The G7 has been forced to relaunch its vehicle to provide infrastructure funds to poor and developing countries only a year after a largely similar scheme was unveiled at the G7 conference in Cornwall in July last year under the label Build Back Better World.
The fund was relaunched at the start of the G7 in Germany on Sunday as the Global Investment and Infrastructure Partnership and with the same goal of providing an alternative to the Chinese Belt and Road Initiative that Beijing has used for more than a decade to build economic ties. with developing countries.
All the G7 leaders led by the US president, Joe Biden, came together at a side meeting on the first day of the summit to make statements supporting the partnership and so underscore their commitment to helping poorer countries. The aim would be to leverage a total $600bn (£490bn) of private and public funds by 2027, with Biden claiming $200bn over the next five years would come from the US.
Projects cited at the event include a secure sub sea cable linking Europe and south-east Asia, an industrial MRNA vaccine plant in Senegal, solar projects in Angola, a modular nuclear reactor plant in Romania and a port linking Christmas Island with the rest of the world.
The US has always claimed that the Chinese offer of loans is laced with hidden terms that leave countries eventually facing high payback clauses, and intrusive conditions that often cut across climate change objectives.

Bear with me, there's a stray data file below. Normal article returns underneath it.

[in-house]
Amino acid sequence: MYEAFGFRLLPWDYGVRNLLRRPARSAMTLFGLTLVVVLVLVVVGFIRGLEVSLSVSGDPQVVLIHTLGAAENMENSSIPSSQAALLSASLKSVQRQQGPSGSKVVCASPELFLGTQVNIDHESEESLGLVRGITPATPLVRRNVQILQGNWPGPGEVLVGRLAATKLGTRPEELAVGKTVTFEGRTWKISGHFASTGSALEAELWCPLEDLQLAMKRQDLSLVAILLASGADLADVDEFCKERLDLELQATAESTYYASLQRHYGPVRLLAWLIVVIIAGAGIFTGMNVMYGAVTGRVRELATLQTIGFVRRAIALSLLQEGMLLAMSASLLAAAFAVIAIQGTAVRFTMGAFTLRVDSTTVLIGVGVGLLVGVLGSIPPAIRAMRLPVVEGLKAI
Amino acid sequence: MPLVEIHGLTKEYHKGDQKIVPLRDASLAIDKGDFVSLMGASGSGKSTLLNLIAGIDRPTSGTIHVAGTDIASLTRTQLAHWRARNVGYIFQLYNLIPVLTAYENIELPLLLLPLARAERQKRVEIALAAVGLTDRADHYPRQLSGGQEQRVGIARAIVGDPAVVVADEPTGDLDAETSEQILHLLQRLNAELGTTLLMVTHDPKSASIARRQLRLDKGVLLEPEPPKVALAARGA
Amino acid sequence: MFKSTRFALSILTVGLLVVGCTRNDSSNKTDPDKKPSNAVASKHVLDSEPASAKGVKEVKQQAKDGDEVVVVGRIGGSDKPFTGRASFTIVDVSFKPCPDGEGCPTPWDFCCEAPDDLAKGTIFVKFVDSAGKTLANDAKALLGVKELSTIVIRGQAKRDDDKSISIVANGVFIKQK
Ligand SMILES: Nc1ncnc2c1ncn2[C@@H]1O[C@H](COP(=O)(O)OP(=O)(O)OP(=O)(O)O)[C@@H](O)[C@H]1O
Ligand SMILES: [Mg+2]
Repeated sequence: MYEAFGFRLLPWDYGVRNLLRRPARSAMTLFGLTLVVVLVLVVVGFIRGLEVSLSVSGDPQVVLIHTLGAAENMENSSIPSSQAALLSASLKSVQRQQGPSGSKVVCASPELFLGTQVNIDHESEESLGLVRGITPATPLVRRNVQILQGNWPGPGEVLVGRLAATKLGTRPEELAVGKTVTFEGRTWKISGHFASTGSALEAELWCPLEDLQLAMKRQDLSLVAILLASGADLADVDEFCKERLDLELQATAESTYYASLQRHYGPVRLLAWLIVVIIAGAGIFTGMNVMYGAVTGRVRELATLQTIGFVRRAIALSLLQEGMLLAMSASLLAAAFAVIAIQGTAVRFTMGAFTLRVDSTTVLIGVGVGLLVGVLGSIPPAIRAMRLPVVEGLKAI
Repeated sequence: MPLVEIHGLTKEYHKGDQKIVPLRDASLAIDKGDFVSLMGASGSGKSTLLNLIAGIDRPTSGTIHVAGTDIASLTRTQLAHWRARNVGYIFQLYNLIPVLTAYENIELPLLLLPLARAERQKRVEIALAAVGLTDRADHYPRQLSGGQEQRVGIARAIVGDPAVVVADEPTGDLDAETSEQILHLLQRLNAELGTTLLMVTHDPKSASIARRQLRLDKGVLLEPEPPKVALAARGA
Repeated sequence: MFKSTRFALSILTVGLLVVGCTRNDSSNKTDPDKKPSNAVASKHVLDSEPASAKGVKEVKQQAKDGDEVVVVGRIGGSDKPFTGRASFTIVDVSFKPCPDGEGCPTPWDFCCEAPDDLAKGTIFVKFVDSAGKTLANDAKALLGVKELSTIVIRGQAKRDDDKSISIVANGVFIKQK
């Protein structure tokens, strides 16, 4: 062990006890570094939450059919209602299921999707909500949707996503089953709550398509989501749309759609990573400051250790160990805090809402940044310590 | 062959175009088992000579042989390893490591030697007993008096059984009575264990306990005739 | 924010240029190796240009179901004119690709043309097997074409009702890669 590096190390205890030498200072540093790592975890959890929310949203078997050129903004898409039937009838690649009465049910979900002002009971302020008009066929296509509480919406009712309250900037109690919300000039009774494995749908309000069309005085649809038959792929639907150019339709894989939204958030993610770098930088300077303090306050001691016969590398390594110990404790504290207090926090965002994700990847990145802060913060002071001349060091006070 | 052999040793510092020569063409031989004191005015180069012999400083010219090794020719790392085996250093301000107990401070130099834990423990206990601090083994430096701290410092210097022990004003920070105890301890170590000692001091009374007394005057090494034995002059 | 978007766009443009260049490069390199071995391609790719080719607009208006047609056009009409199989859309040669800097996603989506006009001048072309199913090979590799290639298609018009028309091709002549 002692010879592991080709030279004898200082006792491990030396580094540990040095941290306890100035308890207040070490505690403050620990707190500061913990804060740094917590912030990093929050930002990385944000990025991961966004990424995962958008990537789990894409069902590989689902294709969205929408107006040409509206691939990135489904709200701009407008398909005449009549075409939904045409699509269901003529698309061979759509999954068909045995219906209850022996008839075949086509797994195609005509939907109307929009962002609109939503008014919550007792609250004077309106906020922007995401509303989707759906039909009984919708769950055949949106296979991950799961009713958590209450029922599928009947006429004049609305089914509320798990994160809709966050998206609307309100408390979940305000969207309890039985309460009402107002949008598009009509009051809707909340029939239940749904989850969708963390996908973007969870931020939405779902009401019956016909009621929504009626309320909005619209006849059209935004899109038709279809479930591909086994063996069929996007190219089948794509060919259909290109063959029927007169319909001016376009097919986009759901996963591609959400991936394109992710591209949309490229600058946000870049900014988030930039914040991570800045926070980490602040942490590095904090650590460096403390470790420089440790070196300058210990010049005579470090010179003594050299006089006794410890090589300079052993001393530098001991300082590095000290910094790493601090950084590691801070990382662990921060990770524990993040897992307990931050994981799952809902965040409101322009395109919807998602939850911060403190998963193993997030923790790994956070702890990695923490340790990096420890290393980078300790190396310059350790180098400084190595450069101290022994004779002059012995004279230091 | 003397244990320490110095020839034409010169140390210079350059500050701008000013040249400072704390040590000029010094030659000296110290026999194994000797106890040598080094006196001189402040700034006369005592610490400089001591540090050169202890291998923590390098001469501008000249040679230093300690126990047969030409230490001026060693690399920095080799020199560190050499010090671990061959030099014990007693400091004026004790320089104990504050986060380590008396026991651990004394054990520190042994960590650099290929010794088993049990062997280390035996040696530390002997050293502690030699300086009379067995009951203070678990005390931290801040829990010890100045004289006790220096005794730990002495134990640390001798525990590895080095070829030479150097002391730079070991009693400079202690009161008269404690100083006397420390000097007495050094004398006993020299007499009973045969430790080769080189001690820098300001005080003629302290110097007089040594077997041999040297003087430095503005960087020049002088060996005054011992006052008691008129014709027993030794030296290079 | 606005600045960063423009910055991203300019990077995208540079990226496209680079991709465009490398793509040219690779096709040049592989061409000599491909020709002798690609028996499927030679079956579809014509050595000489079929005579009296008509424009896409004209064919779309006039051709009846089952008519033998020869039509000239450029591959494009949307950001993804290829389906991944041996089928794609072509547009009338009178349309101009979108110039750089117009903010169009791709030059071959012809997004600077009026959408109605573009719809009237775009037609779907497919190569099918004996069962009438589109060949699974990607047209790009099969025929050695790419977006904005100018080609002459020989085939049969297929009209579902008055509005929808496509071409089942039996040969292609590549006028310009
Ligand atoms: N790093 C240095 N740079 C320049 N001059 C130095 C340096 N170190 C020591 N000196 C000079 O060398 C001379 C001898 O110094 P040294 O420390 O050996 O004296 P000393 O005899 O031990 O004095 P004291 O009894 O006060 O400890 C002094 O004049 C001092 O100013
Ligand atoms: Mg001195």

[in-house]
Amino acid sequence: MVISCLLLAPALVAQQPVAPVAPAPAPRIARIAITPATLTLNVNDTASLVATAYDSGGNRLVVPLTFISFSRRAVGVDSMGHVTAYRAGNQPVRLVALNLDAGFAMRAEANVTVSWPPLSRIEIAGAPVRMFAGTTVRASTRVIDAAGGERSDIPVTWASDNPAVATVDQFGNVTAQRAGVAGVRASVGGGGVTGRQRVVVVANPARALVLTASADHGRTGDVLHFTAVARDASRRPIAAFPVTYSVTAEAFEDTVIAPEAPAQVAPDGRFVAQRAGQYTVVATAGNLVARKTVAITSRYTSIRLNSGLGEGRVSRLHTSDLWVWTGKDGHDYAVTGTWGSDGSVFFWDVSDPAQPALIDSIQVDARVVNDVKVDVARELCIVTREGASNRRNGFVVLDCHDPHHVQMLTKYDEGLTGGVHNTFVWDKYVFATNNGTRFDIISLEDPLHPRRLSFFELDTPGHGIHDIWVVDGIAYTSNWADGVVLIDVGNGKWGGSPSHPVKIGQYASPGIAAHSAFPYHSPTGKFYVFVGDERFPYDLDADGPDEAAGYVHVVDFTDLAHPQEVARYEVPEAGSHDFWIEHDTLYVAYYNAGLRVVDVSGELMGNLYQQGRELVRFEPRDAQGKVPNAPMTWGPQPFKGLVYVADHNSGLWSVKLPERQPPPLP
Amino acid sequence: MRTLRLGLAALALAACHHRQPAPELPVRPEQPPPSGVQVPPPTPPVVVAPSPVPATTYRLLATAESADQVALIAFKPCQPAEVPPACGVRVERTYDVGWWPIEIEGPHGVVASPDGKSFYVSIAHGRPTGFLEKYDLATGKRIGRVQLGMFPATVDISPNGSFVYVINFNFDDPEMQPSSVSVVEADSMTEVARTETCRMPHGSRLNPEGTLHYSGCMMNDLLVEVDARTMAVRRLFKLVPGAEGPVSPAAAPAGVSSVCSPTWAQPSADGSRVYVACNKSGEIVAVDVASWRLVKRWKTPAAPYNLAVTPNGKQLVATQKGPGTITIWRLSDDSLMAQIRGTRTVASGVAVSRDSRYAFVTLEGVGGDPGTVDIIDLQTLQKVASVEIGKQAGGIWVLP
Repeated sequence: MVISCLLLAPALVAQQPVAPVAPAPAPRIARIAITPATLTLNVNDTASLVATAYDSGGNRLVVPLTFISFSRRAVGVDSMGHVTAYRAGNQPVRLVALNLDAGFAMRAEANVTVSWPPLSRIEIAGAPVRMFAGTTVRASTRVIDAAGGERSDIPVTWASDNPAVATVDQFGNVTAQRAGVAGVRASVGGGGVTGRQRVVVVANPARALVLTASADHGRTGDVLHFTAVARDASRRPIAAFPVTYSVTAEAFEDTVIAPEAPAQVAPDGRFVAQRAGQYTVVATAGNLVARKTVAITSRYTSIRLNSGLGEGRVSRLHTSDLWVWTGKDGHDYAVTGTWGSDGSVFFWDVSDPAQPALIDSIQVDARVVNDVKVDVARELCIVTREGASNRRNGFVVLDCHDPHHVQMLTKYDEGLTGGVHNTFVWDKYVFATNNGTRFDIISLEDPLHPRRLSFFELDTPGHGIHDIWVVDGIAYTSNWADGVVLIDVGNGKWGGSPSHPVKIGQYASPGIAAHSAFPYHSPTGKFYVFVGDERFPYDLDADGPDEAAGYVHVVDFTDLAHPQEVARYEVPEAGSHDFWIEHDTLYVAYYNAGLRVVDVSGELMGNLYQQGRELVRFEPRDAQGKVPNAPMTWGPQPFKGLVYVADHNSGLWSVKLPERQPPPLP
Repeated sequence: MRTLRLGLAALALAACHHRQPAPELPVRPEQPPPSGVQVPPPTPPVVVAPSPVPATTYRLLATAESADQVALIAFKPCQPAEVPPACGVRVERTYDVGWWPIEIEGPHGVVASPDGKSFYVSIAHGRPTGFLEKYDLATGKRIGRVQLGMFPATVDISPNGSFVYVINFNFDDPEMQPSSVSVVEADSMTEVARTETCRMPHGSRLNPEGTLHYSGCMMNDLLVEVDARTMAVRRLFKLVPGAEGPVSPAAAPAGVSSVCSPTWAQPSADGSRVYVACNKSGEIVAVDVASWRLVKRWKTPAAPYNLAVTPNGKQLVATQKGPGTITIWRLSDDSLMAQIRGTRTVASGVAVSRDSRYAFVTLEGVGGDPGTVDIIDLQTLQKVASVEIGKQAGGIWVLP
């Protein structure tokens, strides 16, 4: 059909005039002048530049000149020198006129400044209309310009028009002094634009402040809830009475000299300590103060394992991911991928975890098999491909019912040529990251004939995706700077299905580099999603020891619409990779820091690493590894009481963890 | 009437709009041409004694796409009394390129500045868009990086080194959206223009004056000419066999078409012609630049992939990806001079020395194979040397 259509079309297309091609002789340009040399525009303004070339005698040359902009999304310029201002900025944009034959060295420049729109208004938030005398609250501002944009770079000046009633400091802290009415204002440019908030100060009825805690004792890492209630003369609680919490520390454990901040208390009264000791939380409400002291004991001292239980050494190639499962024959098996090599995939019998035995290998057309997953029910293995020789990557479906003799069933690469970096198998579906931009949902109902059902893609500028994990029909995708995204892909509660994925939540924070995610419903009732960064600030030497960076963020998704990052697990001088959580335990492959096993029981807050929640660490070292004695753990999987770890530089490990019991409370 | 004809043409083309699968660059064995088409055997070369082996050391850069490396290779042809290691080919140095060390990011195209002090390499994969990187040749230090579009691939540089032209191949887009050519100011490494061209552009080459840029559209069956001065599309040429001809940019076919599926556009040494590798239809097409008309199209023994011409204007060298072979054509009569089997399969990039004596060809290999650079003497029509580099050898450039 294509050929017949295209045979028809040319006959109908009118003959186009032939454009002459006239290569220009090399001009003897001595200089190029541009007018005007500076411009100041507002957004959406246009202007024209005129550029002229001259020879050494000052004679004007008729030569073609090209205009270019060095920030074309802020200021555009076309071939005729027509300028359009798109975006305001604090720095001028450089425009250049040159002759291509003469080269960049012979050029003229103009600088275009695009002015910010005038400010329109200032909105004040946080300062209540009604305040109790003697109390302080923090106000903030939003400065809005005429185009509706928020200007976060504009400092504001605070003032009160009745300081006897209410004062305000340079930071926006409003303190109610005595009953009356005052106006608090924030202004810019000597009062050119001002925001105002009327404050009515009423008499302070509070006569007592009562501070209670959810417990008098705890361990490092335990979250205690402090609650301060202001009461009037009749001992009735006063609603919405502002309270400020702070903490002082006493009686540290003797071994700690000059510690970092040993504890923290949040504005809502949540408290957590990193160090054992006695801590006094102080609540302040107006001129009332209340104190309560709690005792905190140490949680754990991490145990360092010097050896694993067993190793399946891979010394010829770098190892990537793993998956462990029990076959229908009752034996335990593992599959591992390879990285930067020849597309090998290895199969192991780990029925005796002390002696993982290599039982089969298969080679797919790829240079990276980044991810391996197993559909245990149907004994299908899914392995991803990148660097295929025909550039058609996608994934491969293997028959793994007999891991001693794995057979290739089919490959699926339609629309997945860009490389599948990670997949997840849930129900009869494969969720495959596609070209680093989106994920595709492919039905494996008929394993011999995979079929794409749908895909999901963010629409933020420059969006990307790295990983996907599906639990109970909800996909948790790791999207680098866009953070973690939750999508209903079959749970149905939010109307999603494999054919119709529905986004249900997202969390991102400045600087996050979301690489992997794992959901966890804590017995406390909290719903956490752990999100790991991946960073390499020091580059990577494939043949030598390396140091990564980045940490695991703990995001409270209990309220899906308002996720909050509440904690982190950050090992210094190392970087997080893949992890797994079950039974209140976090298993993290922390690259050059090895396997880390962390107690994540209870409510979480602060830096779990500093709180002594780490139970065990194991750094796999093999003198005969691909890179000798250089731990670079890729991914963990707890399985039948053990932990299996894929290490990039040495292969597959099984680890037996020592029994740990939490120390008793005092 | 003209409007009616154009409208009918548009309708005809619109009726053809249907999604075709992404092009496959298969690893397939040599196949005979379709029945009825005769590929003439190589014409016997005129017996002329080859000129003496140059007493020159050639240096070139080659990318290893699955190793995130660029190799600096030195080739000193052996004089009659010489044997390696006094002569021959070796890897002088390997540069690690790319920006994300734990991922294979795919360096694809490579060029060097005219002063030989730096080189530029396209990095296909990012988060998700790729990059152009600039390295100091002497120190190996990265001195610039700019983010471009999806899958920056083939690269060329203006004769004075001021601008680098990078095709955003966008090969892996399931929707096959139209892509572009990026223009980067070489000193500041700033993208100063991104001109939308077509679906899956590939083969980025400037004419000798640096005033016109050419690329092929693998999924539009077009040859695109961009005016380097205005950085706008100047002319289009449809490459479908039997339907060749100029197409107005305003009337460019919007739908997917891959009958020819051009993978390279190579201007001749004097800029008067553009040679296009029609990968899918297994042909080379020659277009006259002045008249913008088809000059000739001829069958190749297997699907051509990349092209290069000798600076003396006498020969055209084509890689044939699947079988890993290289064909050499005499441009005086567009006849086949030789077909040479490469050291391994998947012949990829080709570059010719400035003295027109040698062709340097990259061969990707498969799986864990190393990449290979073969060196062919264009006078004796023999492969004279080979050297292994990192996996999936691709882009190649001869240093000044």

But little had been heard of Build Back Better world since its launch, while in January the EU launched its own infrastructure fund for developing countries, called the Global Gateway, aiming to mobilize €300bn (£260bn) in investments between 2021 and 2027.
At the time the EU insisted its fund would work alongside Build Back Better World, and not be a rival. The UK, outside the EU, launched its own infrastructure project called the Clean Green Initiative. Japan is planning to raise $65bn over the same period for regional connectivity.
Biden, the EU commission president, Ursula van der Leyen, and the UK prime minister, Boris Johnson, met in November at Cop26 in Glasgow to evaluate their differing projects, and whether by duplicating their efforts they were weakening their offer to poor countries.
Speaking at the G7 event on Sunday, Olaf Scholz, the German chancellor, implicitly acknowledged the confusion saying there were advantages if the G7 countries showcased their offers under a common roof.
It does not appear from the statements the funds are being fully merged into one funding stream, but instead being more closely coordinated.
A recent report by the International Energy Agency, World Bank, and World Economic Forum found that by the end of the 2020s, clean energy investment in emerging and developing economies, which was less than $150bn in 2020, needed to expand by more than seven times, to above $1tn annually, in order to put the world on track to reach net-zero emissions by 2050.
The IEA said emerging and developing countries provide only one fifth of clean energy investment, but contain two thirds of the world’s population.
Jake Sullivan, the US national security adviser and key driver of the project, said at an event hosted by the Center for a New American Security last week that the US-initiated partnership will cover global infrastructure, physical health and digital infrastructure and will provide “ an alternative to what the Chinese are offering”.
“We intend for this to be one of the hallmarks of the Biden administration foreign policy over the remainder of his tenure,” he said.
The Chinese foreign ministry spokesperson, Wang Wenbin, said on Friday at a regular press briefing in Beijing that while China welcomed efforts to promote global infrastructure development, Biden’s initiative was based on a “zero-sum game approach.”
“The relevant initiative from the US side ignores the desire of all countries for common development and win-win cooperation,” Wang said, adding that it “will win no support”.
George is Digismak’s reported cum editor with 13 years of experience in Journalism